The Newsroom completed its second season with “Election Night,” a two-part finale in which Mac and Will got engaged and ACN decided to fight the Genoa lawsuit.

“Election Night” takes place on the night of the presidential election of 2012, and the atmosphere is tense. Already knowing the outcome of the evening is no help to the average viewer as the tension comes not just from the uncertainty facing the country during the election but also the uncertainty and upheaval at ACN.

The News Night staffers wonder how to best serve the needs of their viewing audience in the face of indeterminate backlash from their reporting of what turned out to be a completely fabricated story (Genoa). Their concern is bizarre for several reasons; among them being the weird assumption they seem to have that their viewing audience has always placed total and complete trust in them. “We don’t have the trust of the public anymore!” wailed a hysterical Charlie (Sam Waterston) in the previous episode. It’s a poignant moment, for sure- the raw frustration, the panic, the sadness the staff feels when they realize how severely they’ve misled the public. Even though the focus has shifted to place the mission to win back the trust of the audience at the forefront of the show, it still doesn’t feel believable.

We’ve been watching The Newsroom for two seasons now, and we’ve been watching people work hard at delivering interesting and engaging content while grappling with journalistic ethics (well there are also those totally minor subplots known as their personal lives), but for some reason this is the threshold where things just start to feel ridiculous. A simple Google search turns up exactly why: a Gallup poll from June declared that only 23% of those polled had a substantial amount of trust in television news.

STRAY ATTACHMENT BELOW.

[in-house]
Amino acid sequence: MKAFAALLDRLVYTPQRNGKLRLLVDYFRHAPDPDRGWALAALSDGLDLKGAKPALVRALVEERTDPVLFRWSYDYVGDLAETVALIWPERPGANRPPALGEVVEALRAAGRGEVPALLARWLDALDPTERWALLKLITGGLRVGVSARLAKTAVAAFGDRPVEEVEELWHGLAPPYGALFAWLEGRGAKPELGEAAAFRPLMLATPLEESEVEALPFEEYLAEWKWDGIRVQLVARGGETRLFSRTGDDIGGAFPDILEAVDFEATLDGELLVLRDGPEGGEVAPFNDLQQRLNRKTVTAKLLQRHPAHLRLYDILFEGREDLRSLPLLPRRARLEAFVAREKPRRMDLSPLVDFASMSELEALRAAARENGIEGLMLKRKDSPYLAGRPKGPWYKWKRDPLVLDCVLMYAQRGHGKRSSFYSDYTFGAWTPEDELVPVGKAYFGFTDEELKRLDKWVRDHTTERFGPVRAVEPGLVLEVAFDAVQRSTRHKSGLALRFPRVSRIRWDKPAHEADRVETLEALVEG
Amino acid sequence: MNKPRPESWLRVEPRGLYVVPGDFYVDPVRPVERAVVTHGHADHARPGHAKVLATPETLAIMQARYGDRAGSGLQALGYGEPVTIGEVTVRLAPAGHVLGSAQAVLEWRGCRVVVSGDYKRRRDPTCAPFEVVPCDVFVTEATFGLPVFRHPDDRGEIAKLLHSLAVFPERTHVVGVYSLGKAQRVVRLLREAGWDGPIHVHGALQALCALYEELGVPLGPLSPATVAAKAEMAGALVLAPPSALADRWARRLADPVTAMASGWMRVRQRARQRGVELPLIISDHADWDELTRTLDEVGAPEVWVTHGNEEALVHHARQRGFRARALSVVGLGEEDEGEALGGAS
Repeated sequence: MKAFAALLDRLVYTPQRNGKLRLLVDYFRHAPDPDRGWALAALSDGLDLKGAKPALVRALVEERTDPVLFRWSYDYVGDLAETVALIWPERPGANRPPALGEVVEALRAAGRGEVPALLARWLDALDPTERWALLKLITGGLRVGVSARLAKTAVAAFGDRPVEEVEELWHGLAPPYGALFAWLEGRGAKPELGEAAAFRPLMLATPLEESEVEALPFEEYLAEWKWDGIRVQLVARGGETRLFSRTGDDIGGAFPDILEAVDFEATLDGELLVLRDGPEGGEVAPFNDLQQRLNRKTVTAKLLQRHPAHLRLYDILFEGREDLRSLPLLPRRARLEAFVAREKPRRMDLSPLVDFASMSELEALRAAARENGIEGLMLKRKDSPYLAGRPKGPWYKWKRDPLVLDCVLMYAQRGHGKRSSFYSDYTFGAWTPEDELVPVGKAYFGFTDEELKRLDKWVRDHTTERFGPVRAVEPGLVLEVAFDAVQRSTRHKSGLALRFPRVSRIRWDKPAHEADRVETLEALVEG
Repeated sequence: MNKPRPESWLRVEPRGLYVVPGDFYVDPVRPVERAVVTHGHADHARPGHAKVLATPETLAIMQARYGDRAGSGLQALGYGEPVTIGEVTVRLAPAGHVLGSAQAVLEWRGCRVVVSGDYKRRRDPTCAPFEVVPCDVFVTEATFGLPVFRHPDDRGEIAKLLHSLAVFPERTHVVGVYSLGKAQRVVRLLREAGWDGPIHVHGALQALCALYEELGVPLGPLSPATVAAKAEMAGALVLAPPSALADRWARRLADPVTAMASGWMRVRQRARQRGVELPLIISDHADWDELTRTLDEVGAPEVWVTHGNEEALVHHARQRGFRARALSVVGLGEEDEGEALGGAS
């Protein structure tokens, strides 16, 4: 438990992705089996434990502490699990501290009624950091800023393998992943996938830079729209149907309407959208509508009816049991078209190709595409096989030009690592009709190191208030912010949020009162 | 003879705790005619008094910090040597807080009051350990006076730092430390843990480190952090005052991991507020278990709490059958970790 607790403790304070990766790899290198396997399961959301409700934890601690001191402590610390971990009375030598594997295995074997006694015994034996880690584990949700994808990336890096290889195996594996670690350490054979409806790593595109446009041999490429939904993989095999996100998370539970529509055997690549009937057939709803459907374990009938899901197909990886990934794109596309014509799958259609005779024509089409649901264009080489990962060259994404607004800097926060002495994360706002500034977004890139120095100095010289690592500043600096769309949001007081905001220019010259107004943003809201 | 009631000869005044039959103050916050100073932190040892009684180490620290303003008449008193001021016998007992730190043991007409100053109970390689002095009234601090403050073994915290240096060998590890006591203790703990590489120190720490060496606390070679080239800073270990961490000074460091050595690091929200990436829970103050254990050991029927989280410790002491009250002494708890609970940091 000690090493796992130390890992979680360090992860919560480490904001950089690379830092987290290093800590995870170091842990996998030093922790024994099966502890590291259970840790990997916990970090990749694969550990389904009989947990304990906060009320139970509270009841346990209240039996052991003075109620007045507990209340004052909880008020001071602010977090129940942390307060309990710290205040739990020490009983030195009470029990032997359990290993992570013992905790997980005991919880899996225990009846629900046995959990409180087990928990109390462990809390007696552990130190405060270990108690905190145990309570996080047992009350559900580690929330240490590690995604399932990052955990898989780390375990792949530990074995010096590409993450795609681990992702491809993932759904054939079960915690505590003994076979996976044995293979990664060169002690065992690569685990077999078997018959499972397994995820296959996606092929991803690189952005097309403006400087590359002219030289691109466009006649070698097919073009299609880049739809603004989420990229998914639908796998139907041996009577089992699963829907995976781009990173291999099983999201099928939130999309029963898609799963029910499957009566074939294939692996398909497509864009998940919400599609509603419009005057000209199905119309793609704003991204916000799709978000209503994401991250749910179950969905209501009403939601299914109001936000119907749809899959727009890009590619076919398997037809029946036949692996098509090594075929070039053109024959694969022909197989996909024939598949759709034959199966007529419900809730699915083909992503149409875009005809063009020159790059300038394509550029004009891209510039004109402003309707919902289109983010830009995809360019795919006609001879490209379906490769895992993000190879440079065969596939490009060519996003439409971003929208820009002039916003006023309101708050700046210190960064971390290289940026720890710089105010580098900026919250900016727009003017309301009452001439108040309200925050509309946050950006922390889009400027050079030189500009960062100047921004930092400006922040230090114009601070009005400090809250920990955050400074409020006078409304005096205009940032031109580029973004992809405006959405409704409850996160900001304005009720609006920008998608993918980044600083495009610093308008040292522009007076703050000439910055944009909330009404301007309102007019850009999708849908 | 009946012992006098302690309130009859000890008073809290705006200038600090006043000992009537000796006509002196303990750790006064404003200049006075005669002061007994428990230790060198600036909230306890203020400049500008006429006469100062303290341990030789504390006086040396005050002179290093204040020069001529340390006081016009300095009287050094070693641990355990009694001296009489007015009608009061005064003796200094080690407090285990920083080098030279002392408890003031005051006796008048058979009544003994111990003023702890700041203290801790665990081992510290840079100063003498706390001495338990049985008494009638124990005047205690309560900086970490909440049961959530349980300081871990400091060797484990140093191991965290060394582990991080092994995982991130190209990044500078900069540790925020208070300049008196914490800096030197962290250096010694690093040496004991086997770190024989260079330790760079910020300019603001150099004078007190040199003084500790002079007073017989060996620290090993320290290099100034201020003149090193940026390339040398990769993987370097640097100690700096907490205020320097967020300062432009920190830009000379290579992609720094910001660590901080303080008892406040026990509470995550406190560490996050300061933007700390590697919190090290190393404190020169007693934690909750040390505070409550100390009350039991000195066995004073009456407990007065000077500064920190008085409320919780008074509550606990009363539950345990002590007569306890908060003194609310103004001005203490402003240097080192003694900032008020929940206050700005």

But suspension of disbelief is just part of watching television, right? Okay then, we proceed… but that nagging sense of the show’s inflated self-importance never goes away.

Consistent with the rest of this season, “Election Night Part I” is scattered and difficult to follow, with no discernible advancement in the any of the long-term plots that have been introduced over the course of the season, while a couple of other, smaller plots pop up all over the place. Jerry (Hamish Linklater), the producer who filled in for Jim (John Gallagher Jr.) while he was away and was single-handedly responsible for the Genoa story, is suing ACN. It’s good to know that this show isn’t entirely disconnected from reality, considering the real world is so ludicrous that Jerry’s case would definitely make it to court.

While the ACN heads are considering whether to resign over the scandal, the News Night team accidentally calls Michigan instead of Mississippi, and even though their call is pretty much right, that doesn’t change the fact that the hard data doesn’t back it up yet. After Genoa, the pressure is on and Charlie has made it quite clear that anyone who falters during this election coverage is going to be fired, which keeps everyone on his or her toes. Maggie (Alison Pill) and Jim try to solve the Michigan crisis quietly by slowly and unofficially retracting the call simply by taking it out of the rotation on TV.

There is, however, an interesting segment featuring a tacit swapping of news stories between Jim, Maggie and Jim’s girlfriend, Hallie (Grace Gummer). Together, they agreeing to hold back one story to cover another, potentially bigger, story. This blackmarket dealing for news stories acts as a reminder of a consistent, and very interesting, theme this season: who are the gatekeepers? Viewers consume news that is carefully chosen by human beings (aka writers and producers). Some stories are aired, some are not, and the circumstances of the choices can be as trivial and fleeting as a brief Skype conversation. It was a very well done and well placed bit in an otherwise scattered and aggravating episode.